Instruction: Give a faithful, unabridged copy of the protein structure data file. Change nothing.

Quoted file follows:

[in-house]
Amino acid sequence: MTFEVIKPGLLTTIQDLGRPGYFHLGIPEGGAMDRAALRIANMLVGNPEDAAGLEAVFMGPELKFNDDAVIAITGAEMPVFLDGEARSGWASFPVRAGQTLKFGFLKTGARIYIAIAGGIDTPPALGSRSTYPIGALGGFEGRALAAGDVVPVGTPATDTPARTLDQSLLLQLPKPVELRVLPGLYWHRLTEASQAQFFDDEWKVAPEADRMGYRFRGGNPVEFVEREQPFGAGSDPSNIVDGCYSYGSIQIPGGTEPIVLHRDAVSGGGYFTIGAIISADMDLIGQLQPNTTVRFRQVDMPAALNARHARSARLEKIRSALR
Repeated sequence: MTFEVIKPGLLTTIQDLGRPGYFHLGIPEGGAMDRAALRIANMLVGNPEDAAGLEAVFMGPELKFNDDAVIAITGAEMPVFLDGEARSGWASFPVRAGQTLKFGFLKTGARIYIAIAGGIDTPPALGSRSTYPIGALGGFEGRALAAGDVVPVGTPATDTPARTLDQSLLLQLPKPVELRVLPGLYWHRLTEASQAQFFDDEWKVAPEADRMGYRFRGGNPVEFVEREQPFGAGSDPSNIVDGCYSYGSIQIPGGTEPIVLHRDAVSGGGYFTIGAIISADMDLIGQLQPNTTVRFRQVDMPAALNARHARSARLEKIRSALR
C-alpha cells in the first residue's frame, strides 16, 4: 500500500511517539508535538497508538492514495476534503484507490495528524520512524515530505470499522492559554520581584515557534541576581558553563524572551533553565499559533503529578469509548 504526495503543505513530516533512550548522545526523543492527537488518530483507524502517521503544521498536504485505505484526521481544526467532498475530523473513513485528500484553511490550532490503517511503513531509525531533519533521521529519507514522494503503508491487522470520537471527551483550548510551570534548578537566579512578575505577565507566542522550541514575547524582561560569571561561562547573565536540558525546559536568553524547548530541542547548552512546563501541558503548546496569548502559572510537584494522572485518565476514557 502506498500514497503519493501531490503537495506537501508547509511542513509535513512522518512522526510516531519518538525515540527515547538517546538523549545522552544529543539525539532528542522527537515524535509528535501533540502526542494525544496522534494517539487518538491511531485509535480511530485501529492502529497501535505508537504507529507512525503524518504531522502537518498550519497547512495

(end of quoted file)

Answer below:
[in-house]
Amino acid sequence: MTFEVIKPGLLTTIQDLGRPGYFHLGIPEGGAMDRAALRIANMLVGNPEDAAGLEAVFMGPELKFNDDAVIAITGAEMPVFLDGEARSGWASFPVRAGQTLKFGFLKTGARIYIAIAGGIDTPPALGSRSTYPIGALGGFEGRALAAGDVVPVGTPATDTPARTLDQSLLLQLPKPVELRVLPGLYWHRLTEASQAQFFDDEWKVAPEADRMGYRFRGGNPVEFVEREQPFGAGSDPSNIVDGCYSYGSIQIPGGTEPIVLHRDAVSGGGYFTIGAIISADMDLIGQLQPNTTVRFRQVDMPAALNARHARSARLEKIRSALR
Repeated sequence: MTFEVIKPGLLTTIQDLGRPGYFHLGIPEGGAMDRAALRIANMLVGNPEDAAGLEAVFMGPELKFNDDAVIAITGAEMPVFLDGEARSGWASFPVRAGQTLKFGFLKTGARIYIAIAGGIDTPPALGSRSTYPIGALGGFEGRALAAGDVVPVGTPATDTPARTLDQSLLLQLPKPVELRVLPGLYWHRLTEASQAQFFDDEWKVAPEADRMGYRFRGGNPVEFVEREQPFGAGSDPSNIVDGCYSYGSIQIPGGTEPIVLHRDAVSGGGYFTIGAIISADMDLIGQLQPNTTVRFRQVDMPAALNARHARSARLEKIRSALR
C-alpha cells in the first residue's frame, strides 16, 4: 500500500511517539508535538497508538492514495476534503484507490495528524520512524515530505470499522492559554520581584515557534541576581558553563524572551533553565499559533503529578469509548 504526495503543505513530516533512550548522545526523543492527537488518530483507524502517521503544521498536504485505505484526521481544526467532498475530523473513513485528500484553511490550532490503517511503513531509525531533519533521521529519507514522494503503508491487522470520537471527551483550548510551570534548578537566579512578575505577565507566542522550541514575547524582561560569571561561562547573565536540558525546559536568553524547548530541542547548552512546563501541558503548546496569548502559572510537584494522572485518565476514557 502506498500514497503519493501531490503537495506537501508547509511542513509535513512522518512522526510516531519518538525515540527515547538517546538523549545522552544529543539525539532528542522527537515524535509528535501533540502526542494525544496522534494517539487518538491511531485509535480511530485501529492502529497501535505508537504507529507512525503524518504531522502537518498550519497547512495